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This is an example in Karen Smith's An Invitation to AG. I don't follow the explanation that is given and would appreciate if someone can explain the following:

$V=\{(x,y) \in \mathbb{C}^2 : |x| \le 1, |y| \le1\}$ is a closed set that is not an algebraic variety. This follows from the fact that no nontrivial algebraic variety in $\mathbb{C}^2$ can have interior points, since the zero set of one nonzero polynomial has no interior points.

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Suppose that $f(x, y)$ is a polynomial. You're asking why its set of zeroes can not have any interior points.

As a preliminary observation, consider a fixed value of $x$. Substitute this value into $f$, and you'll see that all of the powers of $x$ are just coefficients for the powers of $y$, and so for a fixed value of $x$, we can view $f(x, y)$ as a polynomial in $y$. This is then either the $0$ polynomial, or it only has finitely many roots.

How often can it arise that $f(x, y)$ is the zero polynomial in $y$?

Write the polynomial $f(x, y)$ as

$$ f(x, y) = \sum_{k=0}^{d} P_k(x) y^k. $$

We see that for $f(x, y)$ to be the zero polynomial in $y$, that $x$ must be a root of each of the polynomials $P_0, P_1, \dots, P_d$. In particular, there are only finitely many possible values of $x$ for which this occurs.

We see that except possibly for a finite number of values of $x$, that for a particular value of $x$, there are only finitely many values of $y$ such that $(x, y)$ is a root of $f$.

Now suppose that the zero set of $f$ has an interior point. Then there is an open ball around this point contained in the zero set. But then there is some $x$ such that there are infinitely many values of $y$ such that $(x, y)$ is in the open ball, and hence such that $(x, y)$ is a zero of $f$. This contradicts our earlier observation. (Choose an $x$ that is not common zero of $P_0, P_1, \dots, P_d$, and look at all of the points in the open ball with that $x$ value for their $x$-coordinate.)

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  • $\begingroup$ Thank you for your help. Can you please explain why "there is some $x$ such that there are infinitely many values of $y$ such that $(x,y)$ is in the open ball"? $\endgroup$ – Mark Mar 8 '17 at 11:16
  • $\begingroup$ Just imagine what an open ball looks like. For every $x$ value there are infinitely many $y$ values such that $(x, y)$ is a point in the ball. The important thing here though is because there are infinitely many different $x$-values amongst the points in the ball, we can also choose the value of $x$ so that it is not a common root of $P_0, P_1, \dots, P_d$. $\endgroup$ – Dylan Mar 8 '17 at 19:07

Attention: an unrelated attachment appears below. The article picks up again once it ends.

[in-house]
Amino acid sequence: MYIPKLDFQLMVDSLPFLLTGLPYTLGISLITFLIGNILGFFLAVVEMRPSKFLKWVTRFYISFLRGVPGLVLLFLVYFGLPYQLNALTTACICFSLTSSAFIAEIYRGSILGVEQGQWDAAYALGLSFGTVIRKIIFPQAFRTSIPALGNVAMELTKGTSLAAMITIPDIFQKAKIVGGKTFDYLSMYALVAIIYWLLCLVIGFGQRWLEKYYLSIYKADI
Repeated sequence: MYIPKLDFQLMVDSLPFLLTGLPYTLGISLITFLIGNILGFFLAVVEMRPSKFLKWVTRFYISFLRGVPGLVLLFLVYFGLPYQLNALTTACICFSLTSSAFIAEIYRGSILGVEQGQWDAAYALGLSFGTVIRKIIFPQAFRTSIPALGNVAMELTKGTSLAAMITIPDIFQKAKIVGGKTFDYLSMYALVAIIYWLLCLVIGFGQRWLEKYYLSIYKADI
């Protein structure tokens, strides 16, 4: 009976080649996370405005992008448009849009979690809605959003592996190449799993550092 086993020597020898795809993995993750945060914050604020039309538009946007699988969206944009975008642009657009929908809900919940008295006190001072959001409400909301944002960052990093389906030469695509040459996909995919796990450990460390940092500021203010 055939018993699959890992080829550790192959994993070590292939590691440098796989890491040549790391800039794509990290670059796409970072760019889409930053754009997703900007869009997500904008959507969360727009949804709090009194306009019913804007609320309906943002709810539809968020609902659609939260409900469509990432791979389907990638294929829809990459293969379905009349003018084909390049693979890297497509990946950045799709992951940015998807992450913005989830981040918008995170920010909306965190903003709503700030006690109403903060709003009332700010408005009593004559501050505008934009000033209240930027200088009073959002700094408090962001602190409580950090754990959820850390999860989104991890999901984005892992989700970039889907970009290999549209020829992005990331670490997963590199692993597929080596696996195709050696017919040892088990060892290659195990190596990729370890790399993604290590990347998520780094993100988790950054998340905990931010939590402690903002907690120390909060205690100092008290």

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Suppose that $f\in\mathbb C[x,y]$ is a polynomial which vanishes on your set $V$. As $V$ contains an open set which contains $(0,0)$, you can easily check that $f$ and all its derivatives vanish at $(0,0)$, and then, since for example $f$ is an analytical function and coincides with the sum of its Taylor series at $(0,0),$ the function $f$ vanishes on all of $\mathbb C^2$.

This shows that the only polynomial in $\mathbb C[x,y]$ which vanishes on $V$ is the zero polynomial. As $V$ is not the zero set of the zero polymonial, $V$ is not an algebraic set.

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  • $\begingroup$ Thank you. Please correct me if I do not understand completely: you're picking an arbitrary polynomial and then assuming $V$ is a variety containing the interior point $(0, 0)$, you arrive at the contradiction that $f$ is zero. I do not know how this rules out the possibility that there cannot be another interior point? $\endgroup$ – Mark Mar 7 '17 at 5:36
  • $\begingroup$ No, $V$ denotes the set in your question, which contains $(0,0)$ in its interior: there is no need to assume that: it simply does. Then I am showing that if a polynomial vanishes on $V$ then it vanishes on all of $\mathbb C^2$. That implies that if an algebraic set $X$ contains $V$, then $X$ is all of $C^2$. $\endgroup$ – Mariano Suárez-Álvarez Mar 7 '17 at 6:52
  • $\begingroup$ If you wouldn't mind, can you please explain also how any algebraic variety in $\mathbb{C}^2$ can't contain interior points? $\endgroup$ – Mark Mar 8 '17 at 6:07
  • $\begingroup$ The proof proves exactly this...If you have any interior point, you can just use a translation to assume the origin is an interior point...Or you can even use the same proof with any interior point since a polynomial coincides with its taylor series at every point. $\endgroup$ – MooS Mar 8 '17 at 6:13

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